"Worker Productivity and the Nutritional Status of Kenyan Road Construction Laborers." J. C. Wolgemuth, M. C. Latham, A. Hall, A. Chesher, and D. W. Crompton. Am. J. Clin. Nutr. 46 (1): 68 (1982).

The effects of energy supplementation (group I received 200 kcal/day and group 11 received 1,000 kcal/day) were examined on road workers in Kenya. Anthropometric, dietary, worker productivity, clinical haematology, and parasitology data were collected from 224 workers of both sexes, or subsamples of these workers at base-line, midpoint, and final measurement periods. Sixty-seven per cent of the work force was less than 85% of weight for height. Females tended to be better nourished than males. Multiple regression analysis showed that increases in arm circumference and Hb levels were associated with significant productivity gains of about 4 %. At the midpoint, group 11 males gained 1.10 kg (p<0.0003) while group I males showed no change. Weight loss during the latter part of the study resulted in no significant final weight change for males. "Successful" supplementation was weakly associated with productivity increase for group 11 workers of 12.5% (p <0.10)

"Relation between Mineral Fertilization and Supply of Potassium, Calcium, Magnesium and Phosphorus to the Population under Conditions of Intensive Plant Production in East Germany." W. Romer and W. Merbach. Nahrung 26 (2): 135 (1982).

In the past 25 years, mineral fertilization increased considerably in the GDR in the course of the intensification of plant production. This happened on the basis of computerassisted advice on mineral fertilizing and resulted in the improvement of the mineral contents of the soil and also in a considerable increase in crop yields, the mineral contents typical of the respective plants remaining mostly unchanged or being in part increased. During the same period, the proportion of vegetable foods in the mineral supply to man decreased due to changes in food habits. Nevertheless, most of the P. K, and Mg consumed in the nutrition still originates from vegetable products; only in the case of Ca, milk is the main source. In the course of this development, the amounts of P. K, and Ca consumed in the human nutrition increased, whereas the amount of Mg remained almost unchanged. There is some evidence of the (at least potential) danger of an insufficient supply of Ca and Mg. As the intensive plant production in the GDR furnishes highmineral crops in sufficient quantity, a better supply of these minerals might be realized by reducing the losses due to processing (extraction rate of cereals, preservation) and by changing the food habits (more vegetable foods, greens). (In German.)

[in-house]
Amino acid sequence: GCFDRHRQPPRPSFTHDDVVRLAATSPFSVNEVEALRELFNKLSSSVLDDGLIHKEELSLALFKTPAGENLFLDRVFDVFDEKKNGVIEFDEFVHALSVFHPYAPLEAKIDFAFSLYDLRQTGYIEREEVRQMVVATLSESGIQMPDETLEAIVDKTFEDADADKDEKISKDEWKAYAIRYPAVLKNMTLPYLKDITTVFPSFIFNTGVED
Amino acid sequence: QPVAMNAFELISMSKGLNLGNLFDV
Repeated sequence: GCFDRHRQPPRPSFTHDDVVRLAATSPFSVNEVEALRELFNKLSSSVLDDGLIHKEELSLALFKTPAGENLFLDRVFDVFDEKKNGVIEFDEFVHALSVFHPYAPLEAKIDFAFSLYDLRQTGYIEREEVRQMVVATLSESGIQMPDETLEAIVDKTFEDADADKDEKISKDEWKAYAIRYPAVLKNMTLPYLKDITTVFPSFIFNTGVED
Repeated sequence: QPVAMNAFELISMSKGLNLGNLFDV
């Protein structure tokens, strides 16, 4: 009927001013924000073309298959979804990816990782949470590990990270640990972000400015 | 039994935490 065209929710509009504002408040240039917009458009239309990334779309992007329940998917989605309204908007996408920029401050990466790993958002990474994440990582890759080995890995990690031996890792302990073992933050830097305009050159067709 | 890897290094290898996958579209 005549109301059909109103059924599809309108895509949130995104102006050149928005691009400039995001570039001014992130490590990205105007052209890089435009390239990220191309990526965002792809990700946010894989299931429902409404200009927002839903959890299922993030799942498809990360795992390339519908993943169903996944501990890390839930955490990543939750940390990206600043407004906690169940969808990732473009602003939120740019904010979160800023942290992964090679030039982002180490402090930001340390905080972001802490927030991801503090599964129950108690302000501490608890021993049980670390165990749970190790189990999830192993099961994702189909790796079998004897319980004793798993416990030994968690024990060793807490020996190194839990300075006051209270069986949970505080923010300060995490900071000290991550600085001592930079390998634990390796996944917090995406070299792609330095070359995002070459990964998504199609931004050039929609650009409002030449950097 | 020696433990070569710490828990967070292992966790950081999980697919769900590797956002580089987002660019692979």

"Protein Requirements of Preschool Children: Obligatory Nitrogen Losses and Nitrogen Balance Measurements Using Cow's Milk." B. Torún, M. i. Cabrera-Santiago, and F. E. Viteri. Arch. Latinoamer. Nutr. 31 (3): 571 (1981).

Obligatory N losses through faeces (FN) and urine (UN) were measured in five children and N balance was measured in them and in five others (23 - 4 months old) using four levels of cow's milk intake. FN, UN, and FN + UN were 19.5 ± 6.9, 34.0 ± 5.3, and 53.7± 8.1 mg N/kg/day, respectively. The rations of FN, UN, and total obligatory losses (FN + UN + sweat and integumental N) to basal energy expenditure were 0.38, 0.64, and 1.11 mg N/basal kcal, respectively. The two latter values are 32% and 45% lower than the 1971 FAO/WHO estimates. Mean N requirement determined by factorial calculations using a correction factor of 1.3 and by N balance techniques was 98 mg N or 0.61 9 milk protein/ kg/day, which is 33% lower than the FAO/WHO estimates. Depending on the allowances made for inter-individual variability, safe levels of protein intake ranged from 0.79 to 0.94 g/kg/day, 33% to 21 % lower than FAO/ WHO recommendations. Apparent and "true" milk protein digestibilities were 80 + 4% and 94 + 4%, respect lively.